“Some of the long days on the highway, in the extreme weather, with the camaraderie of the team, and the tireless effort and so much love and heart in this, those moments I will talk about the most.
“Beautiful road, skies that went from smoky blue to white clouds to storm clouds and rain, 100km winds, frogs chiming in this really bizarre cricket like voice, trucks, crews, crashed cars, people being tortured in a way…everything the characters went through the crew went through too in a different way, dolled out by mother nature! Tragedy brings you together though right? The bad days make the best friends!!”
“I don’t know what I look like when I direct, I don’t know what it’s like to observe me because I’m joyfully in that moment and the least self conscious of any place I’ve ever been. So I don’t know what it’s like for others to observe my process.
“But it’s interesting to me to think about when I watch DVD’s and observe other directors; I hope it’s helpful and enjoyable to know that there is no ‘right’ way to do this process. It’s all about your way. There are certain rules that apply to make it work out but it’s how you do it. If there is something interesting about how I do it for you, great.
“I’m not a video village person. I’m interested in the frame but I can see that at the monitor. I can see no reason to be distanced from the actors. It just makes it harder. I find incredible value and insight to be as near the actors as possible. Hopefully that translates into the picture.”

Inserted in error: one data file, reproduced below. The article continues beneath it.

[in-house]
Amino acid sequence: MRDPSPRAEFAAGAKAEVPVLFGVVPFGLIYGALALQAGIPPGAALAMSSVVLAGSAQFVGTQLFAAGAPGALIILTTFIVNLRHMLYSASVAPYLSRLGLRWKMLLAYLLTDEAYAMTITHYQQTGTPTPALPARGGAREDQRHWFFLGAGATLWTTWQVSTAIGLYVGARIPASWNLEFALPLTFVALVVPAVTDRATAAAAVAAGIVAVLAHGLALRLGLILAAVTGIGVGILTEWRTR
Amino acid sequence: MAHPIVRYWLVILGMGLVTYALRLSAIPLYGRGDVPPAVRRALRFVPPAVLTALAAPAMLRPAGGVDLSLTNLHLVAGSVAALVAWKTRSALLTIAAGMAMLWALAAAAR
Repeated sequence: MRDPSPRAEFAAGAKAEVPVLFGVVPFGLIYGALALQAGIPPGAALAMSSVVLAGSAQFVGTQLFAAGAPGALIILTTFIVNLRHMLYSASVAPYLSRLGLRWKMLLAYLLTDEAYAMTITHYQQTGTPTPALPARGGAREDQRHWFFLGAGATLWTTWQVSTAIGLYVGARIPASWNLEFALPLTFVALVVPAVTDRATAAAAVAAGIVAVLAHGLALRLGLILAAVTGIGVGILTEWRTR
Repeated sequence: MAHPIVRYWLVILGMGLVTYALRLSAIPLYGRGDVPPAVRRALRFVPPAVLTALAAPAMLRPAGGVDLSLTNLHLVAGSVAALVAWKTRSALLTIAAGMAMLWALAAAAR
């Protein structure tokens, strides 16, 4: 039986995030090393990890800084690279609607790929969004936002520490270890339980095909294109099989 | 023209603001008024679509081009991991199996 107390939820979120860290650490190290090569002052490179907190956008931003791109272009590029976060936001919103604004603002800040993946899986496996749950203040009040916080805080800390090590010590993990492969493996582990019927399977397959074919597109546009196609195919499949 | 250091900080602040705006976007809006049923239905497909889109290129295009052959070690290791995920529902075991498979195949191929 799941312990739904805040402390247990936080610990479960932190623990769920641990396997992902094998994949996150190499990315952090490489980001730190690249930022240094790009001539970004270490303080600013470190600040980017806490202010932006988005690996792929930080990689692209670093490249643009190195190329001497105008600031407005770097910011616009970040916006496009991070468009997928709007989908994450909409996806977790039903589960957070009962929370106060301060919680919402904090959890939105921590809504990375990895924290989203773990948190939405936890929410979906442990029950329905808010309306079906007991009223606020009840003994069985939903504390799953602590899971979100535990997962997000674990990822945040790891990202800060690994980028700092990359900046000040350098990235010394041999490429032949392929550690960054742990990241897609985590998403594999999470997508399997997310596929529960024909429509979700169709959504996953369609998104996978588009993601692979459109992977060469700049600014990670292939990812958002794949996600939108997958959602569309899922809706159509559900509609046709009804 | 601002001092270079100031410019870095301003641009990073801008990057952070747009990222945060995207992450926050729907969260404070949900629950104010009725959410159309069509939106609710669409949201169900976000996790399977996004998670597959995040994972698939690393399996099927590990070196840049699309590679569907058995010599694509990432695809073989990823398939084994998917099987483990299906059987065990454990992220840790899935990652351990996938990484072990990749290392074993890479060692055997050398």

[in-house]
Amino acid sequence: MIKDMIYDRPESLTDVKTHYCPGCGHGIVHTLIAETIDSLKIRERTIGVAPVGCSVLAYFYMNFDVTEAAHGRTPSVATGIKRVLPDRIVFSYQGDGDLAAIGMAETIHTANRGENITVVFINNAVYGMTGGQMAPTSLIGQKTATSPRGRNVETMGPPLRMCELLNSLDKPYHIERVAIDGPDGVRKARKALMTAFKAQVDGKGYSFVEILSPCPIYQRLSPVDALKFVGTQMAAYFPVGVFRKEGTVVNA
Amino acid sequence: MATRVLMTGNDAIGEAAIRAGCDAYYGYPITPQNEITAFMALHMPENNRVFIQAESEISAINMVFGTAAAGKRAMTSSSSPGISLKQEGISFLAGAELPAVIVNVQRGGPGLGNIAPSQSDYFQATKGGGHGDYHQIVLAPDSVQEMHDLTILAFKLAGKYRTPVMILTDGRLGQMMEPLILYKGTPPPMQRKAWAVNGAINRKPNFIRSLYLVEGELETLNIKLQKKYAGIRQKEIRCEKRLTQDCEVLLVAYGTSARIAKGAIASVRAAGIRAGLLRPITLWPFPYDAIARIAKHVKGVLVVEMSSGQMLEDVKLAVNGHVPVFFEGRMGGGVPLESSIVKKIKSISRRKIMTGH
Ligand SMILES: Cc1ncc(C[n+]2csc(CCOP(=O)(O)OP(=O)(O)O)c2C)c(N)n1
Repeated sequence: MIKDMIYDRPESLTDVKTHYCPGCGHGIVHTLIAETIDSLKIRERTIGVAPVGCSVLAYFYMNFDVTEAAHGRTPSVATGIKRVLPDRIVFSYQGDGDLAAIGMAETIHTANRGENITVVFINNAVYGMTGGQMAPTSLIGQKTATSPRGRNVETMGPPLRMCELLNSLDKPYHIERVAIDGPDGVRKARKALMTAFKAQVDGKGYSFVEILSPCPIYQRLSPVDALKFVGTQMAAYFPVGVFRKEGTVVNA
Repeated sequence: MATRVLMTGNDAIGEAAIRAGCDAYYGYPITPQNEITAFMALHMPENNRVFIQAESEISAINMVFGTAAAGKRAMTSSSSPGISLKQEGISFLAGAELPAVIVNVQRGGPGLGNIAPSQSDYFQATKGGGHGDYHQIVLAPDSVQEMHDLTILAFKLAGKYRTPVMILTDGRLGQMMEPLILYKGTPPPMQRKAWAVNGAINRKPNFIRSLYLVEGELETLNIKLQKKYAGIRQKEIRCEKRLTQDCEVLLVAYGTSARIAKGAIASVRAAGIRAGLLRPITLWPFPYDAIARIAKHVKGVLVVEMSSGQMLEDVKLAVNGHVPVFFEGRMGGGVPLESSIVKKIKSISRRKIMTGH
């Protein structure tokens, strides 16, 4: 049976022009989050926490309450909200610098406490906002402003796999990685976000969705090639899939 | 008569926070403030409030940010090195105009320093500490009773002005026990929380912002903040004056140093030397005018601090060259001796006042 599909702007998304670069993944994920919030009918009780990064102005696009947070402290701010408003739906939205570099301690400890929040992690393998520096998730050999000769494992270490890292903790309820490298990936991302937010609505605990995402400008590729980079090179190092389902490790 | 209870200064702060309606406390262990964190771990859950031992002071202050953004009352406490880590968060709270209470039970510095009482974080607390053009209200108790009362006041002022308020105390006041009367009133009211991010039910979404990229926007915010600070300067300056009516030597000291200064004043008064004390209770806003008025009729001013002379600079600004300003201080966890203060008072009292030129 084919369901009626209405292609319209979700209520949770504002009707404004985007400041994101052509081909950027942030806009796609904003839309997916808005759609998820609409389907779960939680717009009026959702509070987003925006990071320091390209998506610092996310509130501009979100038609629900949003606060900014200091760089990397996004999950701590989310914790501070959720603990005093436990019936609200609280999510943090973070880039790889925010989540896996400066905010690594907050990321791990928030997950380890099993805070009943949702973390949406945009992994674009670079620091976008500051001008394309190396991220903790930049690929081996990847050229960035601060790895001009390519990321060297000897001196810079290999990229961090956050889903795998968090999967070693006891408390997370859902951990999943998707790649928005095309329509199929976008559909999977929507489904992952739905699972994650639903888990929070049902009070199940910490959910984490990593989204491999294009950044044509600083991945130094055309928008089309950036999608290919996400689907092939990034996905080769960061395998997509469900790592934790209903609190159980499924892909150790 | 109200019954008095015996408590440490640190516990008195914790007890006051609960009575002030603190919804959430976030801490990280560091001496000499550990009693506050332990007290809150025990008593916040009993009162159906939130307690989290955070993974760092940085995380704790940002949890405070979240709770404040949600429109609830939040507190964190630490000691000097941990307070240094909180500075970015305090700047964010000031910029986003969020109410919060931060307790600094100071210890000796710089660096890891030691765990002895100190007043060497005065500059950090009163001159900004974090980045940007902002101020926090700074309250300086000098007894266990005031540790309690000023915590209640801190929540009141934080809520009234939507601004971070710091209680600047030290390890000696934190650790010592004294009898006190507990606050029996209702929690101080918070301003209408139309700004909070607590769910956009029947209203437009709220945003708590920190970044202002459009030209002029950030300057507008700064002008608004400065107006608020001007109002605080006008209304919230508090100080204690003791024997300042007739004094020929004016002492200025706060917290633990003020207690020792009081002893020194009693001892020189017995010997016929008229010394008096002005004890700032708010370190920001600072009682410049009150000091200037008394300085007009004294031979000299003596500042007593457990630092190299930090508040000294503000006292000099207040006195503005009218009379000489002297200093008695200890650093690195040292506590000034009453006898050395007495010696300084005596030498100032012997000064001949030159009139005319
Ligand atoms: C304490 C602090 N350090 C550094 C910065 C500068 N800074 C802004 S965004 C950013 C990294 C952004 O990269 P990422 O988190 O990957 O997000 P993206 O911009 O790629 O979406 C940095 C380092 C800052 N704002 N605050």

Born in Philadelphia, Pennsylvania and raised in Los Angeles, California, Lynch attended the Interlochen Arts Academy in Michigan. She also gained an invaluable education while working closely with her father, David Lynch, on his films Blue Velvet and Dune, among others.
Tales in perspective:
“Technically, keeping perspectives straight was the tricky part. At the most base level, three people are telling the same story but it’s different to each of them. What does each story look like? What’s the color of it? What’s missing? What’s relevant to the kid versus the drug addict who misses it because she’s too high? Or the cop who happens to be looking somewhere else?
“In each scene, with each perspective, and that disturbing and difficult ballet of telling the story their way, each character has one part of the story to tell that has to get across clearly and then has all the rest of their perspective of the story to convey.
“Planning the schedule, I said just schedule it in order for the actors. Every actor has to be lying about what has happened. So not only are they acting about lying, let’s make them really lie. It shows in the face. And when the FBI is questioning you, there are things that happen in the face, “tells” if you will, that only happen if you are lying. So that was the only caveat in scheduling. It was important that we started with night one and move through in that order.”
Lynch currently lives in Los Angeles, CA with her daughter Sydney.